Plimpton! Starring George Plimpton as Himself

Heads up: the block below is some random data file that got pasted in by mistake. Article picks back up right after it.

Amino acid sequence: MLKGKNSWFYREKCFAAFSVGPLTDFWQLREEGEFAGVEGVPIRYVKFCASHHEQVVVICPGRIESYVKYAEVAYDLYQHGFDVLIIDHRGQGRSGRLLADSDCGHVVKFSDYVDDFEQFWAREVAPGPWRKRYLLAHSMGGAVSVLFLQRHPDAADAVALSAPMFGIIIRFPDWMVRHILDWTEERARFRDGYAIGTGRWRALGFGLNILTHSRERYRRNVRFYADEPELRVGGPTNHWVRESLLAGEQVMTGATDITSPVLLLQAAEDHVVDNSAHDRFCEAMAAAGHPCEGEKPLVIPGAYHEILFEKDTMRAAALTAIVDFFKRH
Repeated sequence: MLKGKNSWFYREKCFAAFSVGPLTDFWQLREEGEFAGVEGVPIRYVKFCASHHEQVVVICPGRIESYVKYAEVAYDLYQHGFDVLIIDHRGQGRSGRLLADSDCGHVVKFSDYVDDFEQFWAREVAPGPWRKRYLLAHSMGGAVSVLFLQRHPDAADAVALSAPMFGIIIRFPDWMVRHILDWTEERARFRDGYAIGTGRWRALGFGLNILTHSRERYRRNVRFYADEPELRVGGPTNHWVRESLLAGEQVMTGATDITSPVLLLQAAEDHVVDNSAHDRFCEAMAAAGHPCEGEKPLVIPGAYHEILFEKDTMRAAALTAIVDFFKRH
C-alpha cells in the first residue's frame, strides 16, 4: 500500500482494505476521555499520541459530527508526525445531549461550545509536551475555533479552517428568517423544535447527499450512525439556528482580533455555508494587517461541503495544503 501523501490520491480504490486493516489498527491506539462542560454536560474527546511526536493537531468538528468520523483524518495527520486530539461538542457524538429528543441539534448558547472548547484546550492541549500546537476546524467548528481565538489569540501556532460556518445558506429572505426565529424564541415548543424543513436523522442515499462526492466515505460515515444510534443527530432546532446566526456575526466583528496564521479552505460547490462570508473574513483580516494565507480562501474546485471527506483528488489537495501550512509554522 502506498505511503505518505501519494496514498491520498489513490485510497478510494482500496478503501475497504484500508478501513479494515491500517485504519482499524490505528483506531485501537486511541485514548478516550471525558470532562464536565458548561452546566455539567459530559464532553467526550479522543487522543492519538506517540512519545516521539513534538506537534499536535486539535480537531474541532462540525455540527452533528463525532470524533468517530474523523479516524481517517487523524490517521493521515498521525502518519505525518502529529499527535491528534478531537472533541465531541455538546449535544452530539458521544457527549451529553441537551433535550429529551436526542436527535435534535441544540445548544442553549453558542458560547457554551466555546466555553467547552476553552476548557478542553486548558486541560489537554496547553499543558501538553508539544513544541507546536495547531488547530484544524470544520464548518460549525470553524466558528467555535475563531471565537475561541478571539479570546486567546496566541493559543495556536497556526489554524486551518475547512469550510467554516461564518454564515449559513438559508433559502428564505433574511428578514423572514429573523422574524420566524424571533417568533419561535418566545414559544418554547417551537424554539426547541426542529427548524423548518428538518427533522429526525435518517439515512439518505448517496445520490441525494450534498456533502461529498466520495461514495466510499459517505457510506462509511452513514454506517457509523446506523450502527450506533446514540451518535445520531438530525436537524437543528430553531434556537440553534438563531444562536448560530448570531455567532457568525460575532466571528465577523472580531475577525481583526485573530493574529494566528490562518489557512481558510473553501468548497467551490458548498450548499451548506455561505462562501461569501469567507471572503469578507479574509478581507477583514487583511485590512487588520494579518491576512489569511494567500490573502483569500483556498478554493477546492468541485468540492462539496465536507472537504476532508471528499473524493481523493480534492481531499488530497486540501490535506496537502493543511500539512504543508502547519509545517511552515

Perhaps it was disingenuous for George Plimpton to insist for so long that he was above all else an "am-uh-ter." Yes, this tweedy beanpole would lark off from his day job—only editing The Paris Review, the world-champion lit mag, for almost 50 years—so that he could have a go at goaltending for the Boston Bruins, or bomb as a stand-up comic, or pitch to Mickey Mantle. Was this "participatory journalism," as he put it, or maybe proto-performance-art media manipulation—there were those TV specials and, later, endorsement deals that would make Orson Welles blush—or just some kind of make-a-wish dilettantism? Crammed with lit-world walk-ons and delicious anecdotes, the agreeable new doc Plimpton! Starring George Plimpton as Himself posits that he was all this and more. Directors Tom Bean and Luke Poling never shy away from the possibility that Plimpton at times was more a personality than a serious writer, and some of the master-novelist talking heads they've assembled—James Salter, Peter Matthiesen—imply Plimpton was right not to aspire to their company. But the doc also treats us to affecting, insightful passages from Paper Lion, his great account of training as a quarterback for the Detroit Lions, confirming that, often enough, the work was as substantial as his efforts as an athlete were minor. Plimpton himself, recorded in interviews and at lecterns, narrates much of the doc, retelling his best tales. A favorite: the time on a fishing boat he asked Hemingway what the white birds that showed up in so often in the novelist's sex scenes were meant to symbolize. Hemingway, infuriated, shouted back, "So you think you can do better!"
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